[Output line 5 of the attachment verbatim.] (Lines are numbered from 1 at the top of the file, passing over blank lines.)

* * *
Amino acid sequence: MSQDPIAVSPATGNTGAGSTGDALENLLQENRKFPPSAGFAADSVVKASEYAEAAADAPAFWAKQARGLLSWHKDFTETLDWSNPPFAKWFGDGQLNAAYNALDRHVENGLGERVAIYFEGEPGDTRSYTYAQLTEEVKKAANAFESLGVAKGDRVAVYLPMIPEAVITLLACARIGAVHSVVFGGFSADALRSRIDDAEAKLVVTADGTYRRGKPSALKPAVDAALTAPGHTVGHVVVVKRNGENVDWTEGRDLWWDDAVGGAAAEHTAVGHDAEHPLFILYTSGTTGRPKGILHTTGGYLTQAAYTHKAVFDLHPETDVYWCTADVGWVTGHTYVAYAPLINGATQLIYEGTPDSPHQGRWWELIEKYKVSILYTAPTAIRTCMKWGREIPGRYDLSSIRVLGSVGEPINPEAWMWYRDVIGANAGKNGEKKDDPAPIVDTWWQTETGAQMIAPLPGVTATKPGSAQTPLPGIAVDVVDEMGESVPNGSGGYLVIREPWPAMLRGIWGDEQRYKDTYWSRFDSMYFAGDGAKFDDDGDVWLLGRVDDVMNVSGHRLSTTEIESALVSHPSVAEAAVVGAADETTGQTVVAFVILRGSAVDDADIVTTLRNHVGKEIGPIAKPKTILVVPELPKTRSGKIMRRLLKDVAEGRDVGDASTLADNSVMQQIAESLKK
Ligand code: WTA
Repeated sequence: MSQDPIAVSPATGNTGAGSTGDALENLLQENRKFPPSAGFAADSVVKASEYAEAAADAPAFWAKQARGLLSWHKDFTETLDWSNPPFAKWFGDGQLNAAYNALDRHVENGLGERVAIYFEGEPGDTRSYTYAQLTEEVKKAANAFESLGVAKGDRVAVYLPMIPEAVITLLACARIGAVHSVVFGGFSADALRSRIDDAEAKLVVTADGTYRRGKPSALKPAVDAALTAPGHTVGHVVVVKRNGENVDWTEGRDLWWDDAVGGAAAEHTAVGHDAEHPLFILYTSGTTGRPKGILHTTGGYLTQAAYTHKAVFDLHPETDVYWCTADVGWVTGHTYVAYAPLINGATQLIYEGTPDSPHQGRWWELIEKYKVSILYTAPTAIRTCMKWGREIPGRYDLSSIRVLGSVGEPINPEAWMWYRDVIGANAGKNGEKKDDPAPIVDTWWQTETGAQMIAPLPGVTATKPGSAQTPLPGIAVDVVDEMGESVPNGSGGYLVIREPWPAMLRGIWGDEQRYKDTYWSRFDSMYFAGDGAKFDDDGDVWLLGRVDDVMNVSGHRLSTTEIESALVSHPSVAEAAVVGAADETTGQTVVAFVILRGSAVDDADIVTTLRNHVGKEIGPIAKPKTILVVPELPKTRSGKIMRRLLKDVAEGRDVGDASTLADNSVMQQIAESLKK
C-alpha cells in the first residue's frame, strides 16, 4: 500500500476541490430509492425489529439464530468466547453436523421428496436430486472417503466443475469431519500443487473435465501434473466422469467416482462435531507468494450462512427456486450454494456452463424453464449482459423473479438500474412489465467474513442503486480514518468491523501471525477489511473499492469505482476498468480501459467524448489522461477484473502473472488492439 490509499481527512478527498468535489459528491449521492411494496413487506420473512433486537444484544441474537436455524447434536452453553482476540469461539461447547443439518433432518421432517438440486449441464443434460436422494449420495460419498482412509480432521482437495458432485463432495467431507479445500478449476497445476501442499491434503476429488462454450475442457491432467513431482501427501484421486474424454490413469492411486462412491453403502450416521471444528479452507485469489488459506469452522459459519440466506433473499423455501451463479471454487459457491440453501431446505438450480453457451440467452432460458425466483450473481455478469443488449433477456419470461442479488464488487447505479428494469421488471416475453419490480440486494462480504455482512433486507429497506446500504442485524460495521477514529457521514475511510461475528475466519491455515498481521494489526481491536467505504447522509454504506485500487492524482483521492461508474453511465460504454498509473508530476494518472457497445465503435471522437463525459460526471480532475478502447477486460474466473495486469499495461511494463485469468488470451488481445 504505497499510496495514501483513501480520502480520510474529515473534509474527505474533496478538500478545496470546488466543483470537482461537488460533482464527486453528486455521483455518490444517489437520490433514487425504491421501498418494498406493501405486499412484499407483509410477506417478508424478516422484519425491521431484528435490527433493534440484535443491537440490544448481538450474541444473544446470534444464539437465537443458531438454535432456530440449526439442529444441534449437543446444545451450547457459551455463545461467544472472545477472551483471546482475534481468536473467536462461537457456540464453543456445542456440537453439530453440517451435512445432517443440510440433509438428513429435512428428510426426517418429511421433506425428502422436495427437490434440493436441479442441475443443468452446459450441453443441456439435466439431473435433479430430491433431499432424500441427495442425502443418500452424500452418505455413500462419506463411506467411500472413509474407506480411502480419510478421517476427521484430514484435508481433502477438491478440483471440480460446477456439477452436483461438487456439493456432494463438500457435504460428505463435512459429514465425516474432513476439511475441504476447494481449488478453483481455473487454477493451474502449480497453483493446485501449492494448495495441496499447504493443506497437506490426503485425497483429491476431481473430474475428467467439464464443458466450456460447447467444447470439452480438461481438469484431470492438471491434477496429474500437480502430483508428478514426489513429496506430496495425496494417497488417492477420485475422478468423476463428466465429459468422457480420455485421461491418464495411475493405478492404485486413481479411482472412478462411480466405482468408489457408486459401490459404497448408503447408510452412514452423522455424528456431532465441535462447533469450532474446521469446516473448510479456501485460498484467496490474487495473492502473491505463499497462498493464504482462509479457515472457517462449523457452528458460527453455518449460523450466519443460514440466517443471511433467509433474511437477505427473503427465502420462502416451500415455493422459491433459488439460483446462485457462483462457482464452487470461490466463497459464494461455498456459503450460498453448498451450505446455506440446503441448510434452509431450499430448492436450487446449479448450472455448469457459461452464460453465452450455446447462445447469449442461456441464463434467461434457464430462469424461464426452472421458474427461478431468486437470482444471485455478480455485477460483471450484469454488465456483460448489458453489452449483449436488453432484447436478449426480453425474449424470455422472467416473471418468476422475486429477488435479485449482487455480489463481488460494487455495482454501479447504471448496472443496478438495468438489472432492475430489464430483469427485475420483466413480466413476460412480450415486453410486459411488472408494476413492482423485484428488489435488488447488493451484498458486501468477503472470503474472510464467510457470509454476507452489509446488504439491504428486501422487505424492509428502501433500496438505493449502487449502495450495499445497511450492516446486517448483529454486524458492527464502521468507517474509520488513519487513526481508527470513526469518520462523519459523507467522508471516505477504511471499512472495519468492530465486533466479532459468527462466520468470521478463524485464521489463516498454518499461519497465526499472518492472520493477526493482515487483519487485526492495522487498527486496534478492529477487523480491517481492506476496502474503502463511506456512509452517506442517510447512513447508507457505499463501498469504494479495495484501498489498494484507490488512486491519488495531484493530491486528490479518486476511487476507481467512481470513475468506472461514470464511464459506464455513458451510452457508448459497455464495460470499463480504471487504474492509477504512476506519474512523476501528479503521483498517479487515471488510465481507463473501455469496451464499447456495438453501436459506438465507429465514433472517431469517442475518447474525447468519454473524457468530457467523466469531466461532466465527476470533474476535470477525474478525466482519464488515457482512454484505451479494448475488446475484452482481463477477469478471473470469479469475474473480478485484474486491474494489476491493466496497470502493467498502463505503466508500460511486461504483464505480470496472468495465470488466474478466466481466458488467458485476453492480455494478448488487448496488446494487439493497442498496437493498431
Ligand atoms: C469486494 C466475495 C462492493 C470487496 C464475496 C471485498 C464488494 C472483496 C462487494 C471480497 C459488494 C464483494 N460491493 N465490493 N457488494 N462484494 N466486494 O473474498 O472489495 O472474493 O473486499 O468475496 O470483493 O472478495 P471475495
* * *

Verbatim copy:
Ligand atoms: C469486494 C466475495 C462492493 C470487496 C464475496 C471485498 C464488494 C472483496 C462487494 C471480497 C459488494 C464483494 N460491493 N465490493 N457488494 N462484494 N466486494 O473474498 O472489495 O472474493 O473486499 O468475496 O470483493 O472478495 P471475495